The Well-being of the Mobile Workforce
This paper interprets some of the key findings from the iPass Mobile Workforce Reports from August 2011 and November 2011 and discusses them in relation to extensive research on employee well-being and remote/flexible working. There are also recommendations for employers and mobile employees for how to avoid the negative impacts on satisfaction and well-being, whilst at the same time getting the most out of flexible, mobile work.
The paper discusses the ‘Bright Side’ of mobile and flexible work, but it also illuminates that there is a ‘Dark Side’ to being able to work, and be contacted ‘anytime, anywhere’. This can have a detrimental effect on employee well-being due to the increased demands, lower control and higher fatigue that employees can experience. These demands and stresses can also have an impact on family relationships and the well-being of one’s partner.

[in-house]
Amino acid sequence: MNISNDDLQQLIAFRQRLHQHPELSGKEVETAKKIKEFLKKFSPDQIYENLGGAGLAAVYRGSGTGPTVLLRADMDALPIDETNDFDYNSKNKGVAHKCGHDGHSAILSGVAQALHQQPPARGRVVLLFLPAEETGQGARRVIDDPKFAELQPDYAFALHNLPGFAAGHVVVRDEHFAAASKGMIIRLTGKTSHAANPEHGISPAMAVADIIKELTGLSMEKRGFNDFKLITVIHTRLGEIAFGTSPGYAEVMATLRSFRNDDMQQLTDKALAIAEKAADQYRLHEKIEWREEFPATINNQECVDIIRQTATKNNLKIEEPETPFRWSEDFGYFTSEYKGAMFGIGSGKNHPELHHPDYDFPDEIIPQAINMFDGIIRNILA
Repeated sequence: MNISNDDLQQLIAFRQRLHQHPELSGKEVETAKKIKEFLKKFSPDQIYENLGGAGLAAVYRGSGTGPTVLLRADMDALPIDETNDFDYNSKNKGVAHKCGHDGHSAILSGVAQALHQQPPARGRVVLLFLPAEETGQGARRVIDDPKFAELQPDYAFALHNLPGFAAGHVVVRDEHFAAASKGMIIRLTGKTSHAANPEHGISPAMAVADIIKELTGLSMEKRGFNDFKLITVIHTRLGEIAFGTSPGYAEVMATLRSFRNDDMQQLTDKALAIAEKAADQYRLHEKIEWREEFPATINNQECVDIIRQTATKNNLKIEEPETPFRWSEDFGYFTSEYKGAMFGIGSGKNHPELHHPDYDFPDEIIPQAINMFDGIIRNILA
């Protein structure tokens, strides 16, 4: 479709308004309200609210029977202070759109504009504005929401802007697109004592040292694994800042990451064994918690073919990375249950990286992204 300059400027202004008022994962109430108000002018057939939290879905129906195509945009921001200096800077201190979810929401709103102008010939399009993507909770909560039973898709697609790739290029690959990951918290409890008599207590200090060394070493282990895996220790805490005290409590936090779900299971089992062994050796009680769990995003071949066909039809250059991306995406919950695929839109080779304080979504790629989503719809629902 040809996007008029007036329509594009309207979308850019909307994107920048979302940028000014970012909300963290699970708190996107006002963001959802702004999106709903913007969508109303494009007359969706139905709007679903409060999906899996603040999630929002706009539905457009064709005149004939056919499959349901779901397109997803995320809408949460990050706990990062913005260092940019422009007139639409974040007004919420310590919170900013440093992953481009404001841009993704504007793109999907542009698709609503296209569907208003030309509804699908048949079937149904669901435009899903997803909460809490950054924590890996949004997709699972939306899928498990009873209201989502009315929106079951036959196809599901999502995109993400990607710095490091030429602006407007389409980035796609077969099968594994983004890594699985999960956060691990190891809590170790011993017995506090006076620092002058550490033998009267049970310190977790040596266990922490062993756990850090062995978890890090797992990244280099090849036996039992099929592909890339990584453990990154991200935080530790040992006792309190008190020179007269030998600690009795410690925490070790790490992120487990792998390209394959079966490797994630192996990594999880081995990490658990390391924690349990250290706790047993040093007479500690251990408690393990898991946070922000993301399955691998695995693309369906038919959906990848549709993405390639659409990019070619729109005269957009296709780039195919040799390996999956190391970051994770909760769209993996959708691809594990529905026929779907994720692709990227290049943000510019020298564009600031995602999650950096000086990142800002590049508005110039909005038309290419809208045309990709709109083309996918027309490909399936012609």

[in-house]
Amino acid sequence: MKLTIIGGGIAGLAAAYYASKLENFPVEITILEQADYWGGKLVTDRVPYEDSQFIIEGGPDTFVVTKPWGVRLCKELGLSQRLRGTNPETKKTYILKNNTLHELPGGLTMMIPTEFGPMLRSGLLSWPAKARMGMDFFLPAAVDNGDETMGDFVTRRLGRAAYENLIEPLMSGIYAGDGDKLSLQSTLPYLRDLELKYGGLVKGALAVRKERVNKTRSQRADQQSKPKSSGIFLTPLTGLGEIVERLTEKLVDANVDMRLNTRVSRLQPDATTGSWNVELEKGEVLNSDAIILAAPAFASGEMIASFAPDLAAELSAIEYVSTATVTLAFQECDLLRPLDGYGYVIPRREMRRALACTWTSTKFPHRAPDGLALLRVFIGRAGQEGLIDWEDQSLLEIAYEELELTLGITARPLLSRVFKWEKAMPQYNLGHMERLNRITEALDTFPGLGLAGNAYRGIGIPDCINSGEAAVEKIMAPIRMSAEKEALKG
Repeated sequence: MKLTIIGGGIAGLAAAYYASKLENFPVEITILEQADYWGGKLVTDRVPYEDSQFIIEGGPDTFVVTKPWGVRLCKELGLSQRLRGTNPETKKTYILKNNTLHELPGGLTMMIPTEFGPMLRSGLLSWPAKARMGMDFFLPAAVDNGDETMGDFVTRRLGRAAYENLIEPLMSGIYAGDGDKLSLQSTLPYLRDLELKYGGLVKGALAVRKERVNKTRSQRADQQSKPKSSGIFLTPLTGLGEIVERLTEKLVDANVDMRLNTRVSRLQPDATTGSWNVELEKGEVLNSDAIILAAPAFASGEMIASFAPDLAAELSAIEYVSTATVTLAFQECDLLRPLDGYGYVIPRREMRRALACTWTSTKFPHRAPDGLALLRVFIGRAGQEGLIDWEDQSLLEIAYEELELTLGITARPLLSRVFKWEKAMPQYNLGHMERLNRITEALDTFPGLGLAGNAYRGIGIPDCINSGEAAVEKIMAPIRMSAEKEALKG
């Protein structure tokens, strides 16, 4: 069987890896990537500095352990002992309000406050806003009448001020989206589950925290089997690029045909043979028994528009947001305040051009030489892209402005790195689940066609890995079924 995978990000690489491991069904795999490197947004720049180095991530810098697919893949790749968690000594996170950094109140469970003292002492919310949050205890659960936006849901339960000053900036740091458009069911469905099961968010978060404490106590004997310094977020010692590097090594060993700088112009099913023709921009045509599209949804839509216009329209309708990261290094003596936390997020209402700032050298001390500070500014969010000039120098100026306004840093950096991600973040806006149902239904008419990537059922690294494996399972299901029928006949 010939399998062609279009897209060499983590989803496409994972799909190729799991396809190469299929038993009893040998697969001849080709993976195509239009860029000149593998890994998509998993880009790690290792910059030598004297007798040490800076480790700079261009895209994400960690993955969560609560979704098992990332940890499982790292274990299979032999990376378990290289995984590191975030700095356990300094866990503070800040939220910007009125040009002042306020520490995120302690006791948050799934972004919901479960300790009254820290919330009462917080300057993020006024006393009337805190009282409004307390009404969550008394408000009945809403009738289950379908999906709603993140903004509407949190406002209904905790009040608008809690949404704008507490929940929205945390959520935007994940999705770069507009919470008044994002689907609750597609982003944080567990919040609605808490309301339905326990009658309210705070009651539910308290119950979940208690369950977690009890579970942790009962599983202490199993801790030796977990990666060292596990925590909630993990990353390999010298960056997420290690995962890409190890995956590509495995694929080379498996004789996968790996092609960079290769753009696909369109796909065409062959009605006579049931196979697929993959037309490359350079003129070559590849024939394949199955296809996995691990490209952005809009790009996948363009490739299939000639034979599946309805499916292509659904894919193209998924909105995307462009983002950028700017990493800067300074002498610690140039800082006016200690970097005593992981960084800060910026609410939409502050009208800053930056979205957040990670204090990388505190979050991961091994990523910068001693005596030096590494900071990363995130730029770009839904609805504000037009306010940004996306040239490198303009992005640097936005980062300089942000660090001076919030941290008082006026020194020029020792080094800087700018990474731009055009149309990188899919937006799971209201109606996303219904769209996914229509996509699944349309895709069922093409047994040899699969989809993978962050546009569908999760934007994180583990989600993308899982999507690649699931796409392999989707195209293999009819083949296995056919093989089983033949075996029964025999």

Despite this potential ‘Dark Side’ it is evident that some mobile workers who work long hours do feel they are able to balance work and home, and say they are less stressed and more relaxed as a result of their flexibility. Some research findings in this paper help to shed light on why this might be so.
Overall, though, those working fewer extra hours have lower stress than those working longer hours which might be due to their ability to ‘switch off’ from work and recharge their batteries.